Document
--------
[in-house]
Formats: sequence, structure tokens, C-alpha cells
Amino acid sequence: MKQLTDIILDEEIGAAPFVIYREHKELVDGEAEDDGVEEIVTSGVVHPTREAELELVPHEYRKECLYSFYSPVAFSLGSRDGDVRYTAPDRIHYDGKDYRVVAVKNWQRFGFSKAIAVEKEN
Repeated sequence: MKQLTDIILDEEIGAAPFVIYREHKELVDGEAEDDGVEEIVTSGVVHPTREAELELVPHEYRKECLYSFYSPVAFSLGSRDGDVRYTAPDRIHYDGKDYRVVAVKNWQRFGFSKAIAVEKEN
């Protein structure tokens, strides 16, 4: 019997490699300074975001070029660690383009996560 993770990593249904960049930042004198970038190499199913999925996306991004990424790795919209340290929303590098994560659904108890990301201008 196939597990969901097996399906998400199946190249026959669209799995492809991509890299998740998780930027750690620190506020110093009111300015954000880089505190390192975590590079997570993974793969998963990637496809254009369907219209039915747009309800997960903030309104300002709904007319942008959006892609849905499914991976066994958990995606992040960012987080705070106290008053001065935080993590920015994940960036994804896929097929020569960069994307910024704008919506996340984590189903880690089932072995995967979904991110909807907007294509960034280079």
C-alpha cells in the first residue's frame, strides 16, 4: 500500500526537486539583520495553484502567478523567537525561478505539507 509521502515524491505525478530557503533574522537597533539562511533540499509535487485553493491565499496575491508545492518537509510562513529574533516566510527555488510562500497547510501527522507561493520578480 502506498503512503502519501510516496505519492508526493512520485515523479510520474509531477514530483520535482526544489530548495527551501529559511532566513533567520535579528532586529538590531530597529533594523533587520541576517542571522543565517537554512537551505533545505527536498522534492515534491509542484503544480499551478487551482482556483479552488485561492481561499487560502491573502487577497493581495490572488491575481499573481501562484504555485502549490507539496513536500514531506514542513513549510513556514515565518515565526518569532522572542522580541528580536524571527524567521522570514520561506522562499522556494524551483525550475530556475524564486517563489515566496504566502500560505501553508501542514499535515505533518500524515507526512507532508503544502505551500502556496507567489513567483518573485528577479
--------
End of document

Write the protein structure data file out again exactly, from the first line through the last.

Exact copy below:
[in-house]
Formats: sequence, structure tokens, C-alpha cells
Amino acid sequence: MKQLTDIILDEEIGAAPFVIYREHKELVDGEAEDDGVEEIVTSGVVHPTREAELELVPHEYRKECLYSFYSPVAFSLGSRDGDVRYTAPDRIHYDGKDYRVVAVKNWQRFGFSKAIAVEKEN
Repeated sequence: MKQLTDIILDEEIGAAPFVIYREHKELVDGEAEDDGVEEIVTSGVVHPTREAELELVPHEYRKECLYSFYSPVAFSLGSRDGDVRYTAPDRIHYDGKDYRVVAVKNWQRFGFSKAIAVEKEN
């Protein structure tokens, strides 16, 4: 019997490699300074975001070029660690383009996560 993770990593249904960049930042004198970038190499199913999925996306991004990424790795919209340290929303590098994560659904108890990301201008 196939597990969901097996399906998400199946190249026959669209799995492809991509890299998740998780930027750690620190506020110093009111300015954000880089505190390192975590590079997570993974793969998963990637496809254009369907219209039915747009309800997960903030309104300002709904007319942008959006892609849905499914991976066994958990995606992040960012987080705070106290008053001065935080993590920015994940960036994804896929097929020569960069994307910024704008919506996340984590189903880690089932072995995967979904991110909807907007294509960034280079």
C-alpha cells in the first residue's frame, strides 16, 4: 500500500526537486539583520495553484502567478523567537525561478505539507 509521502515524491505525478530557503533574522537597533539562511533540499509535487485553493491565499496575491508545492518537509510562513529574533516566510527555488510562500497547510501527522507561493520578480 502506498503512503502519501510516496505519492508526493512520485515523479510520474509531477514530483520535482526544489530548495527551501529559511532566513533567520535579528532586529538590531530597529533594523533587520541576517542571522543565517537554512537551505533545505527536498522534492515534491509542484503544480499551478487551482482556483479552488485561492481561499487560502491573502487577497493581495490572488491575481499573481501562484504555485502549490507539496513536500514531506514542513513549510513556514515565518515565526518569532522572542522580541528580536524571527524567521522570514520561506522562499522556494524551483525550475530556475524564486517563489515566496504566502500560505501553508501542514499535515505533518500524515507526512507532508503544502505551500502556496507567489513567483518573485528577479